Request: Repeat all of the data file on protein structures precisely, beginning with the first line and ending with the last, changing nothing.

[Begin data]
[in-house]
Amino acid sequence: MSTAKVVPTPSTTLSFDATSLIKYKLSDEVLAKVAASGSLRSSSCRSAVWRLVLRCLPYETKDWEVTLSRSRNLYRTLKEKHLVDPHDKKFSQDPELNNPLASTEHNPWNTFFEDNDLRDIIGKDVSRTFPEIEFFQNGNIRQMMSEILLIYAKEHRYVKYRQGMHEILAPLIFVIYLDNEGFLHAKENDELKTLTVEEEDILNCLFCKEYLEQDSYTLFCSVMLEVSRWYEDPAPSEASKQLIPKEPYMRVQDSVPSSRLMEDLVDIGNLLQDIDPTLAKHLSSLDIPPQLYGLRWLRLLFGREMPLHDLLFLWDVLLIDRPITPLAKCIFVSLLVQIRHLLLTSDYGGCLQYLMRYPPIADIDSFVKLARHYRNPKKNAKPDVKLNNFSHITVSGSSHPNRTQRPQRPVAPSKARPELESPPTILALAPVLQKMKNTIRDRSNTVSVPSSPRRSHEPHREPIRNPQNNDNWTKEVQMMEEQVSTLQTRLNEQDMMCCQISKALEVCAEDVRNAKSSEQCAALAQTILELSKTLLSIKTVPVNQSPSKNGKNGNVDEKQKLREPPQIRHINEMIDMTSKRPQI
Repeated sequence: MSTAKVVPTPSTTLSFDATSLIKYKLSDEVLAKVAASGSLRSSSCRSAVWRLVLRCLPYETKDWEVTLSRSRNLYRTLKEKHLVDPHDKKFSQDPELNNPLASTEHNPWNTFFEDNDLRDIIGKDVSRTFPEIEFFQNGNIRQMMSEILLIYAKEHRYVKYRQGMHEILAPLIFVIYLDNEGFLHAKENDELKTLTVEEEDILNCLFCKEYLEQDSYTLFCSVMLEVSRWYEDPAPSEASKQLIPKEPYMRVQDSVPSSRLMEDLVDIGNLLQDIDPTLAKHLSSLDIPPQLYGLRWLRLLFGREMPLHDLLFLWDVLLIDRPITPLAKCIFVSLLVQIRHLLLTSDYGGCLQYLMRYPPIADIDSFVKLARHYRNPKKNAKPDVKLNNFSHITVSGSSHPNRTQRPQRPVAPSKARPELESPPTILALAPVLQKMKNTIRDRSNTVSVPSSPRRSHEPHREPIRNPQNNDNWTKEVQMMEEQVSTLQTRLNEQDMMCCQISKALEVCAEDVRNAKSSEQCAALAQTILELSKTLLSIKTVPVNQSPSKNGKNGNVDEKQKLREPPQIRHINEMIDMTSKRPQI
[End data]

[in-house]
Amino acid sequence: MSTAKVVPTPSTTLSFDATSLIKYKLSDEVLAKVAASGSLRSSSCRSAVWRLVLRCLPYETKDWEVTLSRSRNLYRTLKEKHLVDPHDKKFSQDPELNNPLASTEHNPWNTFFEDNDLRDIIGKDVSRTFPEIEFFQNGNIRQMMSEILLIYAKEHRYVKYRQGMHEILAPLIFVIYLDNEGFLHAKENDELKTLTVEEEDILNCLFCKEYLEQDSYTLFCSVMLEVSRWYEDPAPSEASKQLIPKEPYMRVQDSVPSSRLMEDLVDIGNLLQDIDPTLAKHLSSLDIPPQLYGLRWLRLLFGREMPLHDLLFLWDVLLIDRPITPLAKCIFVSLLVQIRHLLLTSDYGGCLQYLMRYPPIADIDSFVKLARHYRNPKKNAKPDVKLNNFSHITVSGSSHPNRTQRPQRPVAPSKARPELESPPTILALAPVLQKMKNTIRDRSNTVSVPSSPRRSHEPHREPIRNPQNNDNWTKEVQMMEEQVSTLQTRLNEQDMMCCQISKALEVCAEDVRNAKSSEQCAALAQTILELSKTLLSIKTVPVNQSPSKNGKNGNVDEKQKLREPPQIRHINEMIDMTSKRPQI
Repeated sequence: MSTAKVVPTPSTTLSFDATSLIKYKLSDEVLAKVAASGSLRSSSCRSAVWRLVLRCLPYETKDWEVTLSRSRNLYRTLKEKHLVDPHDKKFSQDPELNNPLASTEHNPWNTFFEDNDLRDIIGKDVSRTFPEIEFFQNGNIRQMMSEILLIYAKEHRYVKYRQGMHEILAPLIFVIYLDNEGFLHAKENDELKTLTVEEEDILNCLFCKEYLEQDSYTLFCSVMLEVSRWYEDPAPSEASKQLIPKEPYMRVQDSVPSSRLMEDLVDIGNLLQDIDPTLAKHLSSLDIPPQLYGLRWLRLLFGREMPLHDLLFLWDVLLIDRPITPLAKCIFVSLLVQIRHLLLTSDYGGCLQYLMRYPPIADIDSFVKLARHYRNPKKNAKPDVKLNNFSHITVSGSSHPNRTQRPQRPVAPSKARPELESPPTILALAPVLQKMKNTIRDRSNTVSVPSSPRRSHEPHREPIRNPQNNDNWTKEVQMMEEQVSTLQTRLNEQDMMCCQISKALEVCAEDVRNAKSSEQCAALAQTILELSKTLLSIKTVPVNQSPSKNGKNGNVDEKQKLREPPQIRHINEMIDMTSKRPQI